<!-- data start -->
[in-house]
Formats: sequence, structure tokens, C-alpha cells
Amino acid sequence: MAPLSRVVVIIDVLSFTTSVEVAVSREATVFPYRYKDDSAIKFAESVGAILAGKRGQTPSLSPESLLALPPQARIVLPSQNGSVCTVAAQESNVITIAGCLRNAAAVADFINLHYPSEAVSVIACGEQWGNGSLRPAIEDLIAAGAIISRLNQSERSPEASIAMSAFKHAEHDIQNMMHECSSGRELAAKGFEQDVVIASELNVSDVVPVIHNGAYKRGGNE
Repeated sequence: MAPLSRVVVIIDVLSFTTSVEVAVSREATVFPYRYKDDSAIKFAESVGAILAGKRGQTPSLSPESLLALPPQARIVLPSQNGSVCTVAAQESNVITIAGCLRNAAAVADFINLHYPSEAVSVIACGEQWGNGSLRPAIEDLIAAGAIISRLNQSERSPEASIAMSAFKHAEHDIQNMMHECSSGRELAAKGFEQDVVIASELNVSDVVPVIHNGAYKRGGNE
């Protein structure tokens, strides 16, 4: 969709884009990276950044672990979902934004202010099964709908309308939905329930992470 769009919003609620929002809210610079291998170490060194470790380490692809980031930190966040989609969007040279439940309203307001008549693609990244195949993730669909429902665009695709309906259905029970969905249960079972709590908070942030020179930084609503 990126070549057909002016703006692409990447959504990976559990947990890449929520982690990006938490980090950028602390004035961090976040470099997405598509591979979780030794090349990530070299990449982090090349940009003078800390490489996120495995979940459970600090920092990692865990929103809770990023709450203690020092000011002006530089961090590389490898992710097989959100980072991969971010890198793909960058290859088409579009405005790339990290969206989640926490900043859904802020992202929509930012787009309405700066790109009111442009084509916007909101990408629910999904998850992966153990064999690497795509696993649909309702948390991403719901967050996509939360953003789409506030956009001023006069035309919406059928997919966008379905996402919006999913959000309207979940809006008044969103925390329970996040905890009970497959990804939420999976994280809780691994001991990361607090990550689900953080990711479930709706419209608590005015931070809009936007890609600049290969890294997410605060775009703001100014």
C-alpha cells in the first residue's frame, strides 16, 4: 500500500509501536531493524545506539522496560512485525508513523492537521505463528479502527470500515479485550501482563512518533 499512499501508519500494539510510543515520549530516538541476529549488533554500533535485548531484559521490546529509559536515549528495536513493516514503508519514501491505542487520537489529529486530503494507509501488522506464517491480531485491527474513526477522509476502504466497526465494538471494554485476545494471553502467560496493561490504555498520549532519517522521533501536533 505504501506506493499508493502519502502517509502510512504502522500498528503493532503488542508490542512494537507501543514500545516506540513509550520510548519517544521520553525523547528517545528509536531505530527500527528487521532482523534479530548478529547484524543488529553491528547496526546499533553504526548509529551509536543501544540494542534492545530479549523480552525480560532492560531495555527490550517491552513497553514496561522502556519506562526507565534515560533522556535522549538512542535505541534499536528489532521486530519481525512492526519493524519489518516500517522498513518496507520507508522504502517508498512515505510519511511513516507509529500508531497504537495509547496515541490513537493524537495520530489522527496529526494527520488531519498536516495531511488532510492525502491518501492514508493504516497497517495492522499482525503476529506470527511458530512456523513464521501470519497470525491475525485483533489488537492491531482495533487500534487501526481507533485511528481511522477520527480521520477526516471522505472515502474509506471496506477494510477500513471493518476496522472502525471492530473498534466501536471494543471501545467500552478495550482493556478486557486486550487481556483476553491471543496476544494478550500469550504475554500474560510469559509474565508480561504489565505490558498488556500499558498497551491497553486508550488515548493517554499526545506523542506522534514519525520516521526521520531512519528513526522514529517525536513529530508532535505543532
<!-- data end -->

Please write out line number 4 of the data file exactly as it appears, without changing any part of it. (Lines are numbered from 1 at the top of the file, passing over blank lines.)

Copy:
Repeated sequence: MAPLSRVVVIIDVLSFTTSVEVAVSREATVFPYRYKDDSAIKFAESVGAILAGKRGQTPSLSPESLLALPPQARIVLPSQNGSVCTVAAQESNVITIAGCLRNAAAVADFINLHYPSEAVSVIACGEQWGNGSLRPAIEDLIAAGAIISRLNQSERSPEASIAMSAFKHAEHDIQNMMHECSSGRELAAKGFEQDVVIASELNVSDVVPVIHNGAYKRGGNE